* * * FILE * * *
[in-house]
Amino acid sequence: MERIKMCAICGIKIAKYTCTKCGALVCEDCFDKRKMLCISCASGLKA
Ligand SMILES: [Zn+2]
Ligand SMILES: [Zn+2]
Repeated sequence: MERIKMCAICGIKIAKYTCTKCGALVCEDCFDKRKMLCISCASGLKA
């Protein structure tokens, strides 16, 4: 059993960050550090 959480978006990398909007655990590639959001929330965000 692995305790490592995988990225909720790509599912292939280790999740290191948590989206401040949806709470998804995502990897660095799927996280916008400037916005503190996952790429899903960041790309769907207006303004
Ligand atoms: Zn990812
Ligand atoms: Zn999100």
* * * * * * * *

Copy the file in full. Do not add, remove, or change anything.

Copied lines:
[in-house]
Amino acid sequence: MERIKMCAICGIKIAKYTCTKCGALVCEDCFDKRKMLCISCASGLKA
Ligand SMILES: [Zn+2]
Ligand SMILES: [Zn+2]
Repeated sequence: MERIKMCAICGIKIAKYTCTKCGALVCEDCFDKRKMLCISCASGLKA
């Protein structure tokens, strides 16, 4: 059993960050550090 959480978006990398909007655990590639959001929330965000 692995305790490592995988990225909720790509599912292939280790999740290191948590989206401040949806709470998804995502990897660095799927996280916008400037916005503190996952790429899903960041790309769907207006303004
Ligand atoms: Zn990812
Ligand atoms: Zn999100």